Federal Reserve Board announces Community Advisory Council

Federal Reserve Board announces Community Advisory Council
The Federal Reserve Board recently created a new advisory council – the Community Advisory Council (CAC). The Board is now accepting Statements of Interest from individuals who wish to serve on the CAC. The Board plans to fill the 15 seats on the CAC with a diverse group of experts and representatives of consumer and community development organizations and interests, including from such fields as affordable housing, community and economic development, small business, and asset and wealth building. The Board expects to announce the appointment of CAC members in the fall of 2015.

Submissions will be accepted through June 12, 2015

CAC members will provide a range of perspectives on the economic circumstances and financial services needs of consumers and communities, with a particular focus on the concerns of low- and moderate-income consumers and communities. The CAC will complement two of the Board’s other advisory councils – the Community Depository Institutions Advisory Council (CDIAC) and the Federal Advisory Council (FAC) – whose members represent depository institutions.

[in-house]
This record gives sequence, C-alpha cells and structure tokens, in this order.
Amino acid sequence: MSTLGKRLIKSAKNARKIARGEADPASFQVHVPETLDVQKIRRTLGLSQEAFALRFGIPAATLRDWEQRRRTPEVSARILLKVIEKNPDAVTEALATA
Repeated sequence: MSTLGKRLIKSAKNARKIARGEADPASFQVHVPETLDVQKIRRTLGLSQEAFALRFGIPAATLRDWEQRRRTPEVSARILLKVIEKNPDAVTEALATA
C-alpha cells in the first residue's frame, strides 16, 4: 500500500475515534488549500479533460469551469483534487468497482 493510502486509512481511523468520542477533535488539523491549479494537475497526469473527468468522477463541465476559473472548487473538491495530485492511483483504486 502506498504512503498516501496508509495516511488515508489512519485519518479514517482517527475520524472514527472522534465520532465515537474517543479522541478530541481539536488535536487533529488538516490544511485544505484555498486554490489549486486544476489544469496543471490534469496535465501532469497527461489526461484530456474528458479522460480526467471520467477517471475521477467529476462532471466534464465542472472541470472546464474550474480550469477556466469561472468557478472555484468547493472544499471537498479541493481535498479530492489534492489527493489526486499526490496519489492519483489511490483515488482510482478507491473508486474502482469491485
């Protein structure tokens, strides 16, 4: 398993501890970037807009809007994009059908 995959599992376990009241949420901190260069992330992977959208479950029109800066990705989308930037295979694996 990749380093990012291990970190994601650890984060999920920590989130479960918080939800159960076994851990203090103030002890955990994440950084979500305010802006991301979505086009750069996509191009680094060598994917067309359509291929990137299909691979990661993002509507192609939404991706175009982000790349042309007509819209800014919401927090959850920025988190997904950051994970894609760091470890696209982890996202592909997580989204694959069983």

Electronic submissions of Statements of Interest via the Board’s website or via email are preferred. Statements of Interest may include additional information about the candidate’s qualifications in the form of a cover letter, resume, or other document. Any such supplemental materials may be emailed to CCA-CAC@frb.gov. If electronic submission is not feasible, submissions may be mailed to the Board of Governors of the Federal Reserve System, Attn: Community Advisory Council, Mail Stop N-805, 20th Street and Constitution Ave. NW., Washington, DC 20551.

Additional information about the selection process, including instructions for submitting a Statement of Interest, can be found in the Board’s Federal Register Notice. If you have any questions regarding the selection process or the duties and responsibilities of CAC members, please contact the Federal Reserve Board.

Share